Public Option Critical
The so called “public option” of President Obama’s health care makeover created a government-run public insurance option, similar to Medicare, to compete with private companies.
Insurance giants fought the option very publicly.
Backed by an ad campaign launched by the U.S. Chamber of Commerce, and its pro-industry, ResponsibleHealthReform.org, which represents large insurers, and unsubstantiated fears raised by some of “death panels,” the flash point for anger and opposition now has the President rethinking the public option.
Appearing on CNN, Kathleen Sebelius, the health and human services secretary, said Sunday the public option was “not the essential element” for reform. She raised the idea of a nonprofit cooperative that could be considered in the Senate as an alternative to government run insurance program.
Appearing at a town hall meeting Saturday in Grand Junction, Colorado, Mr. Obama seemed to play down the significance of the public option, but others feel it is the key to reform.
Howard Dean, one time presidential candidate, former Vermont governor, and a medical doctor tells the CBS Early Show he is angry.
“There are too many people who understand, including the president himself, the public option is absolutely linked to reform. You can’t have reform without the public option. If you really want to fix the health-care system, you’ve got to give the public the choice of having such an option,” reports the New York Times.
Giving up the public option puts the president in the precarious position of angering Democrats while at the same time deflating the Republic argument of a government takeover of health care.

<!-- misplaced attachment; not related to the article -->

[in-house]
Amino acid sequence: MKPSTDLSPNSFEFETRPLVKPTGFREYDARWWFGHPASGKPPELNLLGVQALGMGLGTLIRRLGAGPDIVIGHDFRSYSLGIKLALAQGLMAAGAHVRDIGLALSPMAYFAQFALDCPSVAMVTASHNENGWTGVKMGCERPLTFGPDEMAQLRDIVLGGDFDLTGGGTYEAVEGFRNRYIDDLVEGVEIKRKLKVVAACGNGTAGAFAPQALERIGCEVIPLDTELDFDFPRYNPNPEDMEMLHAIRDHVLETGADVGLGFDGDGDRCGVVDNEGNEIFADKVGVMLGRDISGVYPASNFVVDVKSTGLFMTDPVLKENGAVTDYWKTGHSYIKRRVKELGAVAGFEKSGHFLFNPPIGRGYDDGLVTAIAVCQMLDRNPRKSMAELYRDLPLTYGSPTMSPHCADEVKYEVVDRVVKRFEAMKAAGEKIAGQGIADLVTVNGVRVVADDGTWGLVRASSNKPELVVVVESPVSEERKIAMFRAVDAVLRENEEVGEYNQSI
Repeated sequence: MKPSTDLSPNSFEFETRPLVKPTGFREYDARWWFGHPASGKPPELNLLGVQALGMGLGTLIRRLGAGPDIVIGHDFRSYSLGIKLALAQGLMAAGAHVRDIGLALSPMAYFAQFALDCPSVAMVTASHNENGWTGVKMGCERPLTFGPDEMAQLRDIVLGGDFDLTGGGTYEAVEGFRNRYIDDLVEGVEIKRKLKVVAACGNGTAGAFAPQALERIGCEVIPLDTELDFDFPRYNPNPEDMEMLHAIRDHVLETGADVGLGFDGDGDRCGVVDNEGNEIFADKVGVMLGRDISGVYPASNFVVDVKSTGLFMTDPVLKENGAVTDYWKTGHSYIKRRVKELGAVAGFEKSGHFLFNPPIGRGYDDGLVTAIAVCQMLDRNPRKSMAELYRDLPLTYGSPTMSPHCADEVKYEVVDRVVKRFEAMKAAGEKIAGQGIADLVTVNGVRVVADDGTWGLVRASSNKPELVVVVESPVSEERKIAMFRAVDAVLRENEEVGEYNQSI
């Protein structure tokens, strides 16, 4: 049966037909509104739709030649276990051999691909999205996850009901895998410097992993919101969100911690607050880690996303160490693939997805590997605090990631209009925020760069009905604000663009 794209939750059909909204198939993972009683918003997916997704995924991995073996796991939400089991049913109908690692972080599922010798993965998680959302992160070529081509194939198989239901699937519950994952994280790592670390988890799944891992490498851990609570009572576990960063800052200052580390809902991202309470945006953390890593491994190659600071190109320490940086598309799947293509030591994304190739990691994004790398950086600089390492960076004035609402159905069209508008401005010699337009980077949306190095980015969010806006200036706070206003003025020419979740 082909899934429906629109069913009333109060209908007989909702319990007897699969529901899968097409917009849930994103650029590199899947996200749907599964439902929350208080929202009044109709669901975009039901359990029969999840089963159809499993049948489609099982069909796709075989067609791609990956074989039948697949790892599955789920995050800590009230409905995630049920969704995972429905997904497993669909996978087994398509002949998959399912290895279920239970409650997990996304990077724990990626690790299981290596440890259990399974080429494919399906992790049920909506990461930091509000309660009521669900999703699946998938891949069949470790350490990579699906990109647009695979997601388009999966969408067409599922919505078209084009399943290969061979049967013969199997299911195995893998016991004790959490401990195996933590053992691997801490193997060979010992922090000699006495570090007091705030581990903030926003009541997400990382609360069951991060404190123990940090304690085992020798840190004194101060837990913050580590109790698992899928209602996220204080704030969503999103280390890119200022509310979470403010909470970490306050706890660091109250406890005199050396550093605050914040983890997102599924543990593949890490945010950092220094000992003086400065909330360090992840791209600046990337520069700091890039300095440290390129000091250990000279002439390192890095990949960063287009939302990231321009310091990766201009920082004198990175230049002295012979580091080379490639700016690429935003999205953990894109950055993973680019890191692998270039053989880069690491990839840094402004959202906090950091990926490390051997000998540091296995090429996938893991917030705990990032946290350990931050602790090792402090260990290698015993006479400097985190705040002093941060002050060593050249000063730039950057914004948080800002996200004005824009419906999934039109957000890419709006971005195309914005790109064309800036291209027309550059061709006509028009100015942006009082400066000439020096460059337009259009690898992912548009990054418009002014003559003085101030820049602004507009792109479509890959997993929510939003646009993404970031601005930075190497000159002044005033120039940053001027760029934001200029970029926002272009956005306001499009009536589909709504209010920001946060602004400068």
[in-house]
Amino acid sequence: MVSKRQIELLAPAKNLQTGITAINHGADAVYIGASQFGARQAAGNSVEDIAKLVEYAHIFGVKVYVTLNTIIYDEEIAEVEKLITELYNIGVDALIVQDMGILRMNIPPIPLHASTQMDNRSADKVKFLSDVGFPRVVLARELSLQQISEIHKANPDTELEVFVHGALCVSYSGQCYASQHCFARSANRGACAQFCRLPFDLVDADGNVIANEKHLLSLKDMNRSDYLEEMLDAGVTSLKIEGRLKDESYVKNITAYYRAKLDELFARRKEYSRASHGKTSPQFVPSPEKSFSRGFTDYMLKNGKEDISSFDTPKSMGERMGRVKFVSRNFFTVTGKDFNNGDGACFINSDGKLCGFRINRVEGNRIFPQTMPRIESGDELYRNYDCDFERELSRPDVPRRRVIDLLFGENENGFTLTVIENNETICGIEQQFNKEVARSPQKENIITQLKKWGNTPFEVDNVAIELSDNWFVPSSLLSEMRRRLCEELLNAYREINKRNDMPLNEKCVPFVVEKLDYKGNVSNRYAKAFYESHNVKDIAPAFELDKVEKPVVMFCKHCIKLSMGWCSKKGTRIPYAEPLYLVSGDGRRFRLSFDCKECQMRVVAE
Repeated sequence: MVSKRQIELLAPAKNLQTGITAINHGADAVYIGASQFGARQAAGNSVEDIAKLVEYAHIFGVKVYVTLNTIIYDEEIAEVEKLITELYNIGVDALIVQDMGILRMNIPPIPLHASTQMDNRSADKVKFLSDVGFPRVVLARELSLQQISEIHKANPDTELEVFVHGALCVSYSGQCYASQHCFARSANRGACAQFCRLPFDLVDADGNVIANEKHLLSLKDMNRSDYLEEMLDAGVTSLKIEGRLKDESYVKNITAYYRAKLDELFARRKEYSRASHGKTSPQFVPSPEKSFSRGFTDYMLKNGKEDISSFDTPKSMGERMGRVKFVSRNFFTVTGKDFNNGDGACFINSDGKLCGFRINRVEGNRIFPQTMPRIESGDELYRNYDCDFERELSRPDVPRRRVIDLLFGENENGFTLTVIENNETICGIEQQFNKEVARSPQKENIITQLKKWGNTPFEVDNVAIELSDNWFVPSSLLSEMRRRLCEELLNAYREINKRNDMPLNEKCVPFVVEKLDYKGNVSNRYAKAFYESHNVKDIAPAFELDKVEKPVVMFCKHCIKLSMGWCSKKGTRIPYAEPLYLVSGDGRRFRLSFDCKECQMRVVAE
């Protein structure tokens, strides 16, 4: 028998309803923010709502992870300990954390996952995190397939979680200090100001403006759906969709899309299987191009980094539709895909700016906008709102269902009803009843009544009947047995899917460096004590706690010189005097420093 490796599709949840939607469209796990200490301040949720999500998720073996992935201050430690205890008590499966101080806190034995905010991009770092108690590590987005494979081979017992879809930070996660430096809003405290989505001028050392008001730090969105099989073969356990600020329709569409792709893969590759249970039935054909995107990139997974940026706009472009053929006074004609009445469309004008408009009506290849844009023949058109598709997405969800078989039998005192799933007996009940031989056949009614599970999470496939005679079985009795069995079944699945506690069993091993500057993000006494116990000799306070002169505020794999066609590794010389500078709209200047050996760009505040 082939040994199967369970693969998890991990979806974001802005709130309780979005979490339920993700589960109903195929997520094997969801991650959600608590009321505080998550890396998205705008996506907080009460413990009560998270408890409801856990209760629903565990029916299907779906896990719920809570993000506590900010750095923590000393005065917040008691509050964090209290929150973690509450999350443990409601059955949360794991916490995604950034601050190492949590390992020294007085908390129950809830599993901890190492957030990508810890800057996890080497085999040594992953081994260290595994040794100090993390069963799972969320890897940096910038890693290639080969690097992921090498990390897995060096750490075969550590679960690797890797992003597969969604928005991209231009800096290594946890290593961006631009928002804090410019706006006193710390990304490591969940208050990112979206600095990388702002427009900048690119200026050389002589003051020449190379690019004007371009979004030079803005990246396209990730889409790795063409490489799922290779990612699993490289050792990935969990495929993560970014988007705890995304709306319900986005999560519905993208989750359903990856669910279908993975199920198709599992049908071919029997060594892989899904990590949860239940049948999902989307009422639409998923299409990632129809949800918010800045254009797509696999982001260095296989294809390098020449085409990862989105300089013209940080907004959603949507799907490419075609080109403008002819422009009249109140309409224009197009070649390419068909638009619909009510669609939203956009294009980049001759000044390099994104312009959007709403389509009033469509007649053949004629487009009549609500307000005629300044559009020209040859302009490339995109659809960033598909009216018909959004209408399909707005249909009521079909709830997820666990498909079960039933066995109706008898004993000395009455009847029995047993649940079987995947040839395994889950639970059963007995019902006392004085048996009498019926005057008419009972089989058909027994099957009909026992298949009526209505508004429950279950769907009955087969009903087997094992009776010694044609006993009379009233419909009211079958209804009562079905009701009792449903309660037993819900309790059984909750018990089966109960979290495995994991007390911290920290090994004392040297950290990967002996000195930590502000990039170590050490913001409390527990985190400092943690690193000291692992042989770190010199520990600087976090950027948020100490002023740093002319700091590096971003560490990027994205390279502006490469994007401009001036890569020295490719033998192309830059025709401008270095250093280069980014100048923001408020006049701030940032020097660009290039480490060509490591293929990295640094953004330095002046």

The Senate Finance Committee is expected to produce a bill with a proposed nonprofit co-operative, offering insurance, not unlike rural electric and agricultural co-ops, run by their members.
With the public option, the government would back a plan available to consumers through a health exchange giving individuals the ability to buy either public or private insurance, whichever best fits their needs. The private plans would be forced to become more competitive.
Has Big Insurance Won?
Business Week reports in its August 6 issue, “The Health Insurers Have Already Won.”
“The industry has already accomplished its main goal of at least curbing, and maybe blocking altogether, any new publically administered insurance program that could grab market share from the corporations that dominate the business...[It has] also achieved a secondary aim of constraining new benefits that become available to tens of millions of people who are currently uninsured. That will make the new customers more lucrative to the industry."
The Center for Media and Democracy reports the insurance industry has taken the playbook from the tobacco industry to scuttle the public health option.
In her column, Helen Thomas, dean of the White House Press corps, who has been on the job for more than 40 years writes:
"I covered the battle to create the Medicare system back in the 1960s. The cries of 'socialized medicine' worked for years until President Johnson rammed Medicare through Congress in 1965...
What kind of a nation are we if we do not provide everyone with the excellent medical care that only some of us now receive?”
The recent free health care events sponsored by the nonprofit group, Remote Area Medical (RAM), have drawn thousands of uninsured and underinsured around the country, which are estimated to be 47 million, underscoring the need for change. #